Officer Nathan Taylor End of watch Sunday, March 13, 2016
Our thoughts and prayers are with Officer Taylor’s family and the California Highway Patrol. Officer Nathan Taylor succumbed to injuries sustained the previous day when he was struck by a vehicle on I-80, near Donnor Summit. He was directing traffic at the scene of a previous accident when a vehicle suddenly changed lanes and accelerated past slowing traffic. The vehicle struck Officer Taylor, causing him to be thrown into the median. He suffered two broken legs and internal injuries. He was transported to a local hospital where he succumbed to his injuries the following day. Officer Taylor had served with the California Highway Patrol for six years. He is survived by his wife, three sons, parents, and two brothers. One of his brothers also serves with the California Highway Patrol.
Source: Officer Down Memorial Page
Florida State Troopers Ride to Honor Fallen Law Enforcement
Here are members of the Florida Highway Patrol as part of a cycling team for the Florida Tour De Force. The Florida Tour De Force ride is a 270 mile charity bicycle ride from North Miami Beach Police Department to Daytona Beach Shores Public Safety Department. The ride is done to honor and raise money for Florida’s Law Enforcement Fallen Heroes. The ride is organized and manned by devoted volunteers and every single dollar raised is donated to the families of our fallen heroes. This ride started after the line of duty death involving Trooper Smith in Miami in 1997. The FHP Cycling Team and their family have been a part of Florida Tour De Force #FLTDF since it began. Over the years they have logged in over 5000 miles honoring our fallen heroes and their families. The Tour De Force will start its 19th year on April 11th.
Source: Florida Highway Patrol Training Academy Facebook
California Highway Patrol officer rescues a family from a burning car
Two women and two children were rescued by a California Highway Patrol officer when the car they were riding in caught fire Monday morning in Monterey. Officer Kaleo Clissold happened to be behind the vehicle on southbound Highway 1 at about 10 a.m. Monterey Herald photographer Vern Fisher was driving behind both vehicles before the fire and captured video of the incident. “I was behind the CHP when all of a sudden I just saw an explosion of smoke and flames” coming from under the hood of the car, said Fisher. “The lights (on the patrol car) went on and the car pulled onto the exit but didn’t immediately stop.” Fisher said he could see the distressed car dropping smoking, flaming pieces on the road as it crept to the Bay Park Hotel at 1425 Munras Ave. in Monterey before pulling into the parking lot and coming to a stop. The officer “runs up to the driver side but she (the driver) can’t get out because the door doesn’t open,” said Oscar Loza, California Highway Patrol public information officer relaying what officer Clissold reported to him. As Clissold yelled at the driver and passenger to get out he realized there were children in the back seat, said Loza. The officer pulled one crying, coughing child from the car yelling at the passenger who had exited the car on her own, “Here take your kid! What are you doing! C’mon!” before he went back to save the second screaming child from the smoking car. In the video, Clissold can be seen reaching from the passenger side to unlock the back door before pulling the child to safety. Loza said the children were in car seats. The driver escaped by climbing over to the passenger side and exiting the car. “Come here! Your car’s on fire!” Clissold screamed as the driver walked away from the smoking vehicle. All four occupants were treated on scene by fire and ambulance personnel and taken to Community Hospital of the Monterey Peninsula as a precaution because of smoke inhalation, according to Loza.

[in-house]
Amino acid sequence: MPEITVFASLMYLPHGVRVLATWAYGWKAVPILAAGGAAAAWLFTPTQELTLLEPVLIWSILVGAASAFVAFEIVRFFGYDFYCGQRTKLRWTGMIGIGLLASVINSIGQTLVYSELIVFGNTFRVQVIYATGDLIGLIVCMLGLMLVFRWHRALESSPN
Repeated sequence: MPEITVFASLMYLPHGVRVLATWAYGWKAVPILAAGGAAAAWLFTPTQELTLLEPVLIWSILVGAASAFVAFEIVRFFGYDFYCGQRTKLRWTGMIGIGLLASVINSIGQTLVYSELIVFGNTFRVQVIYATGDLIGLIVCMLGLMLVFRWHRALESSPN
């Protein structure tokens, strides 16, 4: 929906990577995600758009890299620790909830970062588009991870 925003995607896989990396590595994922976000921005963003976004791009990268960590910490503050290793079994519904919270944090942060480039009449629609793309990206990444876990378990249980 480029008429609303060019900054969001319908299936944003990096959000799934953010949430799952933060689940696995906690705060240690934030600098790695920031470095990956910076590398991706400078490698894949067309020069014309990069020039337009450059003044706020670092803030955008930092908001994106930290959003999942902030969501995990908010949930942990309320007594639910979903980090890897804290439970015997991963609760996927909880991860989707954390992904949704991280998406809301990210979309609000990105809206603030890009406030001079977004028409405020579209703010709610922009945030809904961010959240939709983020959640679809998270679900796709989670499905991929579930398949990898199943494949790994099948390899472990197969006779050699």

Second Graders make Blankets to Donate to the Missouri State Highway Patrol
Second graders at Prairie View Elementary made blankets to give to the Missouri State Highway Patrol for people in need. “We actually tied all of those,” said Neil Daniels, pointing to a pile of blankets. “The grownup tied to corners for us because the corners were hard,” said another second grader, Ella Jeffries. Every grade level did its own service project; the kindergartners collected bags filled with necessities for emergencies, first grade collected shoes, and grades three through six did service projects out in the community. Second graders did their part in the school-wide service project making warm and cozy blankets. “In case there`s an accident or a fire and it`s cold outside,” Daniels said. “Help other people if they`re in a car crash and it`s really cold,” Jeffries said. “We collected all the fleece and we prepared by pre-cutting each blanket so the students just had to tie,” said second grade teacher Jen Abernathey. Abernathey says the goal of the project was to teach her students a very important lesson. “To show them no matter how young, how small, what age they are, how much money they have or don`t have, everyone can make a difference in our community,” Abernathey said. And the students included a message so the recipients know who they're from. “We wrote a little note inside it and then we tied it onto the blanket,” said Jeffries. “We`re going to give those to the highway patrol,” added Daniels. “When you`re in that situation where you need something to show that you are cared for and loved, it`s very important,” Abernathey said. The school held an assembly on Friday, and some special guests attended to collect the blankets. “We`re honored to be selected to be given those blankets, I think the bigger picture here is the idea that they`re servicing their community, and they`re involved with their community,” said Sgt. Bill Lowe with the Missouri State Highway Patrol.